In theory, this means the lace may start to fray out of this less secure method of stitching, but I have yet to experience any problems after multiple wears and washes. I suspect the time and skill involved with accurately and neatly applying the lace appliqués with a zigzag stitch would have exponentially increased the cost of these designs, thus making them unfeasible. Both garments were made in Hungary, part of the EU.
My usual bra size was sold out, so I sister sized up to a 34B (for reference, I usually wear a 32C in the brand). I was pleasantly surprised to discover the bra was actually an ok fit in the band on the tightest hook, and the stretch crepe comes up a little stiffer to the usual mesh used in Chantal Thomass bra wings. I expect my usual size would have been a better fit, but this bra is still comfortable enough to wear regularly.
The wires are a good size, and the darted construction of the bra cups gives a light lift and natural bust shape. Unfortunately, I have quite a shallow breast shape, so there is a little gapping to the top of the cup, but this doesn’t personally bother me.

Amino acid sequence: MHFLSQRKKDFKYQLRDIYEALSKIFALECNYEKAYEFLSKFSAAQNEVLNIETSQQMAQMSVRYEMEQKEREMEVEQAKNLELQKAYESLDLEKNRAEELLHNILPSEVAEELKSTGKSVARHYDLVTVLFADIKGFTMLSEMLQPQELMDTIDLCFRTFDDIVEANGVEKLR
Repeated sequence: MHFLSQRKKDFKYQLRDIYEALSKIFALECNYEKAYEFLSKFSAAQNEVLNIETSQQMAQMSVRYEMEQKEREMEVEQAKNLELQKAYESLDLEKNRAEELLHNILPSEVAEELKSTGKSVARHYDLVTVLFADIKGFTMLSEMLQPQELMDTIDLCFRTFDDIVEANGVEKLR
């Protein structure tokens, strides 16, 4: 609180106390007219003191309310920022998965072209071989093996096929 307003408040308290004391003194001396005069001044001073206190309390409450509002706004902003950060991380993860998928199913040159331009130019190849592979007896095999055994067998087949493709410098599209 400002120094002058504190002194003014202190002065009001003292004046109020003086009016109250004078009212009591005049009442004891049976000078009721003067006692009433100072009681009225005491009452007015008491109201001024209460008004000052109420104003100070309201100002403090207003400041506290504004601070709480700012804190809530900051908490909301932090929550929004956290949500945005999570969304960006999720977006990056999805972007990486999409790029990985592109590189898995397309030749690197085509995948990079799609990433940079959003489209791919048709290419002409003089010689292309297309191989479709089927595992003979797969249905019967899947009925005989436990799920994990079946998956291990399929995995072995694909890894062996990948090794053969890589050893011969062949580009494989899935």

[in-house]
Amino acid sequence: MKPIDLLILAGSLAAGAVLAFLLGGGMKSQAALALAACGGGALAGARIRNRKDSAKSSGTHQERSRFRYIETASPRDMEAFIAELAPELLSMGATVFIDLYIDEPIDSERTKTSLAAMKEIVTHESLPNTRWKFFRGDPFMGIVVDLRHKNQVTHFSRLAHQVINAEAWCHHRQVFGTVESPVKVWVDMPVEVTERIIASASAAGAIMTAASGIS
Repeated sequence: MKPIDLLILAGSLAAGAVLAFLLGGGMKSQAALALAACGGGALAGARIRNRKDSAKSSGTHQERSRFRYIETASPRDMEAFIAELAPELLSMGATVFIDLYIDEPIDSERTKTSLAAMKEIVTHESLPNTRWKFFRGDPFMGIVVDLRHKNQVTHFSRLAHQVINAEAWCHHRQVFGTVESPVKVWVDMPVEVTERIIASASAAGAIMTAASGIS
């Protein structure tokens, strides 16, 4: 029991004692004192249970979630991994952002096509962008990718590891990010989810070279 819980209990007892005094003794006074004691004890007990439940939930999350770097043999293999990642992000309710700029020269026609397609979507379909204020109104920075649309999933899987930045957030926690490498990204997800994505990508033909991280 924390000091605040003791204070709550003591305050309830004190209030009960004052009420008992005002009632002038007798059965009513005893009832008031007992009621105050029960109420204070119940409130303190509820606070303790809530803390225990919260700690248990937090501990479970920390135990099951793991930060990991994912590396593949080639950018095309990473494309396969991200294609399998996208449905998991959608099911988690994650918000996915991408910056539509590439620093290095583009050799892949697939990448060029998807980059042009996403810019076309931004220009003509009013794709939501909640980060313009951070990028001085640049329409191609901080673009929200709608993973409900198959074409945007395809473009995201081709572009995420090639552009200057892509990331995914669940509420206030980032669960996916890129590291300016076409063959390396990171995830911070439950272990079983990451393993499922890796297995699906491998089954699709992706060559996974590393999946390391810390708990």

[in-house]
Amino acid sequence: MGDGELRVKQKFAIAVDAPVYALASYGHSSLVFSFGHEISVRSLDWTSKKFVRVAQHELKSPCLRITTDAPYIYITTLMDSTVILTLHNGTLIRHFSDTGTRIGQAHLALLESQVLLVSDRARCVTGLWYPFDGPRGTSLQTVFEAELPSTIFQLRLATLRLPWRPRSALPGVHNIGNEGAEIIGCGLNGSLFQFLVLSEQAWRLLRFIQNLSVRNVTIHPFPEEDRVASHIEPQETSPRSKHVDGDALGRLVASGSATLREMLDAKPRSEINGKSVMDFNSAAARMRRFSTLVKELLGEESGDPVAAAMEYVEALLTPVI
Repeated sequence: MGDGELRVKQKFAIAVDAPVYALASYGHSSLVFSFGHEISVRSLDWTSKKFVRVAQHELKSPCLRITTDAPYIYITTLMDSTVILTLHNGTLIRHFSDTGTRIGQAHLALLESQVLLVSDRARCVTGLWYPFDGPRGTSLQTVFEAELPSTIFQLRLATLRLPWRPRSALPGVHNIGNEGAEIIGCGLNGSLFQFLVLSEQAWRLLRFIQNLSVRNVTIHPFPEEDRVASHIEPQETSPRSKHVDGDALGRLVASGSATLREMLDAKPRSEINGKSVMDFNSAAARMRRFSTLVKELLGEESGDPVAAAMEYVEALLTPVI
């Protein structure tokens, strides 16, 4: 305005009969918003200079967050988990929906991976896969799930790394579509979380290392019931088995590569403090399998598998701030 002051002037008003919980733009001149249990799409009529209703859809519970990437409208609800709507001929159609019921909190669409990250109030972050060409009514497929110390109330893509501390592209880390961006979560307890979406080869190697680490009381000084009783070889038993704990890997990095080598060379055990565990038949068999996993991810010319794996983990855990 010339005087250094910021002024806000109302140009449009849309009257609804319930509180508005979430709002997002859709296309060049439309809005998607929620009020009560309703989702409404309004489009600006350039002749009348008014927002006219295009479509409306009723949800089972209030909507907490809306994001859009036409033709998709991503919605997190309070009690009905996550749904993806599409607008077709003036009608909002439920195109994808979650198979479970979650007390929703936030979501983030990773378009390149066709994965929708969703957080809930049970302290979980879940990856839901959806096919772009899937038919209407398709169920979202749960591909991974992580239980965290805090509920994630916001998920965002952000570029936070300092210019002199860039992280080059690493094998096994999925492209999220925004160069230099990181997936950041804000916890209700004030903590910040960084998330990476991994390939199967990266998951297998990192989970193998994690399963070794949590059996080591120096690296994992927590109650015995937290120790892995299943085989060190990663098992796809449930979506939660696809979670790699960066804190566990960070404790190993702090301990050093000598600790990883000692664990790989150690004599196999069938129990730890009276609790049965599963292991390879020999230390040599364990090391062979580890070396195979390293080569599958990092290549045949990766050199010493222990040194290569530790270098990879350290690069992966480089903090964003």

My only real fit criticism is that the shoulder straps come up very long; I have quite a long torso, and I have to wear them on almost as tight as they can go. I suspect as the elastic stretches out, I will have to shorten them myself. Thankfully, this is a relatively easy alteration to make, whether by sewing machine or sewn by hand.
The knickers are a very comfortable fit. The fabrics are soft against the skin, and the plush elastics don’t pinch anywhere. I’m wearing a size EU 38/S in these, my usual Chantal Thomass size. In my experience, the knickers come up quite generously, and whilst in other brands I would wear a M/L, my collection of this designer is entirely XS/S. I would say this is partially down to the curvier cuts (for example, the ruching in the centre back of many knicker styles does wonders for the fit), and the fabrics often have a lot of stretch.
One note I would add about all of the brand’s garments is they have extremely long fabric/garment care labels. Fortunately these are easy to cut out, but until you remember to do that they have a tendency to emerge from the garment during wear and to flap about.
Overall, I’m incredibly happy I was able to add the Tombeuse set to my collection. It’s a beautiful design, and comfortable and practical enough for everyday wear. So far it’s held up well to multiple hand washings, and the fabrics and construction are of the high quality I have come to expect from the brand. I know that my future has many more Chantal Thomass sets in it… the only question is which to buy next!
Readers: Have you ever tried Chantal Thomass?